United States v. Stapf

PETITIONER: United States
RESPONDENT: Stapf
LOCATION: New York Supreme Court Appellate Division, First Department

DOCKET NO.: 54
DECIDED BY: Warren Court (1962-1965)
LOWER COURT: United States Court of Appeals for the Fifth Circuit

CITATION: 375 US 118 (1963)
ARGUED: Oct 23, 1963 / Oct 24, 1963
DECIDED: Dec 02, 1963

Facts of the case

Question

Media for United States v. Stapf

Audio Transcription for Oral Argument - October 24, 1963 in United States v. Stapf

Audio Transcription for Oral Argument - October 23, 1963 in United States v. Stapf

Earl Warren:

Number 54, United States, Petitioner, versus Dorothy Anne Stapf and B. T. Ware, Executors.

Mr. Barnett.

Wayne G. Barnett:

Mr. Chief Justice, may it please the Court.

This is an estate tax case.

It's here on certiorari to the United States Court of Appeals for the Fifth Circuit, involves two entirely separate questions and I will state the facts relevant to each in connection with the discussion of that question.

Both questions are I think very simple one.

The first question is whether the estate was entitled to a marital deduction and I think that question can be fairly stated as being whether it would be quest of property for surviving wife one condition that she conveys property of equal value to a testator's children qualified for marital deduction.

Lowell H. Stapf, a resident of Texas died in 1953.

He was survived by his wife.

At the date of his death, he owned as in separate property real estate valued at $65,000.

He and his wife together own as community property assets with the total value of $258,000.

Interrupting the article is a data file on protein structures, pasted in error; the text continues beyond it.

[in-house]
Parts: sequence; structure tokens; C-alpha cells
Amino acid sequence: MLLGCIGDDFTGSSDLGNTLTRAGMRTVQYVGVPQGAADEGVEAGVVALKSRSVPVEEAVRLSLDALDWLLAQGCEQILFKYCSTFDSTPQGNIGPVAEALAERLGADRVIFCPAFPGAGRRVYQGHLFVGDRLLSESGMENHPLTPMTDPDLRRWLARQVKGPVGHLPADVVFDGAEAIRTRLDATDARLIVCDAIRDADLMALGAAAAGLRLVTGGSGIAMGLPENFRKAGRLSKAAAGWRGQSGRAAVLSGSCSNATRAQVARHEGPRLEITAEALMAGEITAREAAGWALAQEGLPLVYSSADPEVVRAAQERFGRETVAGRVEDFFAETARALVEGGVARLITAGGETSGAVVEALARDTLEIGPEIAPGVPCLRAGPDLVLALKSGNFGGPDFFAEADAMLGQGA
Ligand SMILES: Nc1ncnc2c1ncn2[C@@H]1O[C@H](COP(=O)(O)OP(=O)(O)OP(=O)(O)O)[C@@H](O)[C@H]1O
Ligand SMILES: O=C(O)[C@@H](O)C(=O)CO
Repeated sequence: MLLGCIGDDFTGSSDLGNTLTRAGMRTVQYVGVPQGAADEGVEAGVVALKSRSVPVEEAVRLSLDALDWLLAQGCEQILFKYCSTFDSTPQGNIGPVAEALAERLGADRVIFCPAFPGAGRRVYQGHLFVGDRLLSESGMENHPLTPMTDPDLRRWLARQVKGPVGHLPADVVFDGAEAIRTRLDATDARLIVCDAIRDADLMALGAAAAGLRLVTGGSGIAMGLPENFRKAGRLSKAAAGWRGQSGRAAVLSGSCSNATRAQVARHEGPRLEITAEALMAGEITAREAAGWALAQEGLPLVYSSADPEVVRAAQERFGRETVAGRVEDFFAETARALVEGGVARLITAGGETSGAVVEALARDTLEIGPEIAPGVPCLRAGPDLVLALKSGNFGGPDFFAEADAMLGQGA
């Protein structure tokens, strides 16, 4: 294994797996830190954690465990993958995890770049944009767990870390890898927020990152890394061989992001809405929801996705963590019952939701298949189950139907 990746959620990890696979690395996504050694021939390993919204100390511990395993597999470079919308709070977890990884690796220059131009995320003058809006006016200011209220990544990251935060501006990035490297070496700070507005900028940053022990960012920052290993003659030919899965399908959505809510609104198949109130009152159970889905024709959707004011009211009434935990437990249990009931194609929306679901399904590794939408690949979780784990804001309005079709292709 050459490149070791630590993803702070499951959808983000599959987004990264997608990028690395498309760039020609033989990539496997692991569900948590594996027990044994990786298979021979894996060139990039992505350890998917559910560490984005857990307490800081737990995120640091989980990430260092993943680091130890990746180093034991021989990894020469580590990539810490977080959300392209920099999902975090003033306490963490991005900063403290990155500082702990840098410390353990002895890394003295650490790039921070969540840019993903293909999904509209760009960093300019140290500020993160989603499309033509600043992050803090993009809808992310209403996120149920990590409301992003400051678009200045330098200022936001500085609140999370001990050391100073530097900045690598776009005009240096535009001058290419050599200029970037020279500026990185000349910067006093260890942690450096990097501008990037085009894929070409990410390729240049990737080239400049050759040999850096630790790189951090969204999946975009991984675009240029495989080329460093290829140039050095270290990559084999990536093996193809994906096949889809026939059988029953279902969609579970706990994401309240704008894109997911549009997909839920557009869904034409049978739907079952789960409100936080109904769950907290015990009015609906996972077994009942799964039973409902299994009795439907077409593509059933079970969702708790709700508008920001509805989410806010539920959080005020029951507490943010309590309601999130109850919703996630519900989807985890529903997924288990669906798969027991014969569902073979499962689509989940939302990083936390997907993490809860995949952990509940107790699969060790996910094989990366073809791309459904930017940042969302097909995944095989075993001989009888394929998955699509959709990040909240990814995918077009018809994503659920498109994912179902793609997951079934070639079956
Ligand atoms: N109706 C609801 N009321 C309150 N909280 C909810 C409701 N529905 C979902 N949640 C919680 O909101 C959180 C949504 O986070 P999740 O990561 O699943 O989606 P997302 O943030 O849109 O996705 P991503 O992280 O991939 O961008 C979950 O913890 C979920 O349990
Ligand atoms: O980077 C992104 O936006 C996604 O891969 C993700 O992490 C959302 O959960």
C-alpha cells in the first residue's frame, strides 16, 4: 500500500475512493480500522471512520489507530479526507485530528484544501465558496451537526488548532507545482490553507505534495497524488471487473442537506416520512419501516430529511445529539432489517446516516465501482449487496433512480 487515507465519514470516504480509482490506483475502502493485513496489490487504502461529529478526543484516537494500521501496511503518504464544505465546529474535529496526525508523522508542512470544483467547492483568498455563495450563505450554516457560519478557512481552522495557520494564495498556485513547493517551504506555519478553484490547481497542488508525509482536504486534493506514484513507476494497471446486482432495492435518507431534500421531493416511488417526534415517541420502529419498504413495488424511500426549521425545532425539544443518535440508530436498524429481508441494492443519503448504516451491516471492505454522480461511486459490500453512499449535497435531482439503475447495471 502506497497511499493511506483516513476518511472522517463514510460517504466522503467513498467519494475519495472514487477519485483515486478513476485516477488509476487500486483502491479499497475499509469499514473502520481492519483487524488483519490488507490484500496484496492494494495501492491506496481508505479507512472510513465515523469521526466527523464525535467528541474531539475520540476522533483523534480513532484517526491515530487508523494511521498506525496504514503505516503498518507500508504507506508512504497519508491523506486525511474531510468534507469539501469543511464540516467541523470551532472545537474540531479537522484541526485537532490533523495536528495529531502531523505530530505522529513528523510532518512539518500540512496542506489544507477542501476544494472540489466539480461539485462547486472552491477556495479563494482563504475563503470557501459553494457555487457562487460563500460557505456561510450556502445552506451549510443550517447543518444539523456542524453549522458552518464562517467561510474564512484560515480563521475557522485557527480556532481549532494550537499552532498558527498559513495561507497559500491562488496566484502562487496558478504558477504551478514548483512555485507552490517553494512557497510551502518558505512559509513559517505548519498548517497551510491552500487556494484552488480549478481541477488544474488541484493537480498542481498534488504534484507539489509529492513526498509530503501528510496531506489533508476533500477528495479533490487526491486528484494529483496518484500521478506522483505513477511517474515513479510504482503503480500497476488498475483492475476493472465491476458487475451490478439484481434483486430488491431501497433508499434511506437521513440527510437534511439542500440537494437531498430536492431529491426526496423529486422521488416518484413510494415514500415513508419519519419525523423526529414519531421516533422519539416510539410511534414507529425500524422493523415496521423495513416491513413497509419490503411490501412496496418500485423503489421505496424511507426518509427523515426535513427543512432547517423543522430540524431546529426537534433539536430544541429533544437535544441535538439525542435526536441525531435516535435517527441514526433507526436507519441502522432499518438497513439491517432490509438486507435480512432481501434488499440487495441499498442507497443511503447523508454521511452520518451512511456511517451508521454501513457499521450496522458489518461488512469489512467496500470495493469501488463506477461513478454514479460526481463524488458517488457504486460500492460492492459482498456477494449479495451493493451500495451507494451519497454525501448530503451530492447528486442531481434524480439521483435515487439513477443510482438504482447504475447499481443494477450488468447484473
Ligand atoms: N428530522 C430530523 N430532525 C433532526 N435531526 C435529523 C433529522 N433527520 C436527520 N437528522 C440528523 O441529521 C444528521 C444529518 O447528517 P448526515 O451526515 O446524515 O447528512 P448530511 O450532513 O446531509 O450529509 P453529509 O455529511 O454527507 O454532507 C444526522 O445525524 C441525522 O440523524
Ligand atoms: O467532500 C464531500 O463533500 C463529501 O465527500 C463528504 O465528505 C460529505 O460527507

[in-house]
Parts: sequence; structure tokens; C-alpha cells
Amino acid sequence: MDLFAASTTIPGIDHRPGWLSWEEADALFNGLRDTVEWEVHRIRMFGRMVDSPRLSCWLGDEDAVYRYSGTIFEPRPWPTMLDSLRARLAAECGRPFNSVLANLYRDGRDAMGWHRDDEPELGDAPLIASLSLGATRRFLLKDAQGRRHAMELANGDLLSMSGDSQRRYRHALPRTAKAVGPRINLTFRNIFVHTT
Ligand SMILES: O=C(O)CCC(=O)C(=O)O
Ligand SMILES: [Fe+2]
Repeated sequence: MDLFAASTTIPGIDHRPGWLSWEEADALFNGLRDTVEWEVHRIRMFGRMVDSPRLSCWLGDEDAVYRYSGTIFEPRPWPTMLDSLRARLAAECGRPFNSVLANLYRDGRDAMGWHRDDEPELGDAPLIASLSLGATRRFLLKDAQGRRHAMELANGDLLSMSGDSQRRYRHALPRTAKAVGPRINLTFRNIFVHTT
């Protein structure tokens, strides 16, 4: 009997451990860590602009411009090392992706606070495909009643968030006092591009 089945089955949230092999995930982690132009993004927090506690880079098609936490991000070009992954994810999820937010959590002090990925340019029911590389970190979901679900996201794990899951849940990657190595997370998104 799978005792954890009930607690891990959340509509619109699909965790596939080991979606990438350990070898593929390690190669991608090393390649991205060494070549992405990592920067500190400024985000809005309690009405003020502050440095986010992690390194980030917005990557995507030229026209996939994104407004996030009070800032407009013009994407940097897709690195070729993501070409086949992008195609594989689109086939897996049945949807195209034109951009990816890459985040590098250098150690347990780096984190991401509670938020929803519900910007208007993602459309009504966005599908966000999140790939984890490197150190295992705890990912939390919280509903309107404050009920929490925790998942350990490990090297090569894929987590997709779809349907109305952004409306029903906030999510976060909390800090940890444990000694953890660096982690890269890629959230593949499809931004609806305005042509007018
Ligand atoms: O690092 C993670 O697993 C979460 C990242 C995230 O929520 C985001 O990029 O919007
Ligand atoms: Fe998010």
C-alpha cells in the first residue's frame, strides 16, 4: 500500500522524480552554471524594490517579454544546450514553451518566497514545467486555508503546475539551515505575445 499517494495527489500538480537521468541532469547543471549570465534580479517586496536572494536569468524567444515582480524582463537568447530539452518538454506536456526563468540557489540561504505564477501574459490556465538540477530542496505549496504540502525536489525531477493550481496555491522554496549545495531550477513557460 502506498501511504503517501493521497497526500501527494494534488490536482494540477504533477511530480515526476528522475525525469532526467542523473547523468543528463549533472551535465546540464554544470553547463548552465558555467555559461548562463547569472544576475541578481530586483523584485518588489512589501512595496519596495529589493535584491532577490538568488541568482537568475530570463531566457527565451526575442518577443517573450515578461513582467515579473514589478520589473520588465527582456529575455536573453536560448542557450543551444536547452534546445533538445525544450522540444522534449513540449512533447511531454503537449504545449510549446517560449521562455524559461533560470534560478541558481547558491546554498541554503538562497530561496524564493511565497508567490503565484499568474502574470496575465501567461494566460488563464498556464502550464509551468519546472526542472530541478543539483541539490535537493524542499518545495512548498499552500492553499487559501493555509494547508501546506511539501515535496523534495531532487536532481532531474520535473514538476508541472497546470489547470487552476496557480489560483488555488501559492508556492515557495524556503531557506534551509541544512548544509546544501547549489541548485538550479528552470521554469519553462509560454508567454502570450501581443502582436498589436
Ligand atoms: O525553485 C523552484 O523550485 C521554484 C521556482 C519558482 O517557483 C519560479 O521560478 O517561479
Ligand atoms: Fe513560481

His will provided that all of his property, that is his separate property and his half of the community property were to go -- was to go to a trust for the children giving nothing to his wife unless she consented to allow all of the community property to pass according to the terms of the will.

If she did so consent, she was then to receive one third of everything, one third of his separate property, plus one third of the community property.

Potter Stewart:

Is she -- is she then to like to take under will what was (Inaudible)?

Wayne G. Barnett:

She would take only her half of the community property and all of his property, his half of the community property plus his separate property would go to a trust for the children.

Potter Stewart:

I think I understand.

Under the Texas law, what statutory right to say a surviving spouse has?

Wayne G. Barnett:

She is entitled to one-half of all the community property less one-half of the debts.

Potter Stewart:

That --

Wayne G. Barnett:

Of the community, yes.

Potter Stewart:

And -- and --

Wayne G. Barnett:

She would have taken -- let me give you the figures.

In this case, had she not taken under the will, had she just stood on her rights, her ownership of community property, she would receive net $111,000 with the property.

William O. Douglas:

As result of Texas law?

Wayne G. Barnett:

As result Texas law, that is correct.

Arthur J. Goldberg:

(Inaudible) --

Wayne G. Barnett:

No, no.

She would get only her half of community property less one-half of the community debts and that would net out to be $111,000.

She, in fact, elected to comply with the will and to allow the property to pass under the will.

Under the will, she received one-third of his separate property which is worth $22,000 and kept one-third of the community property which is worth $85,000, which totaled $107,000.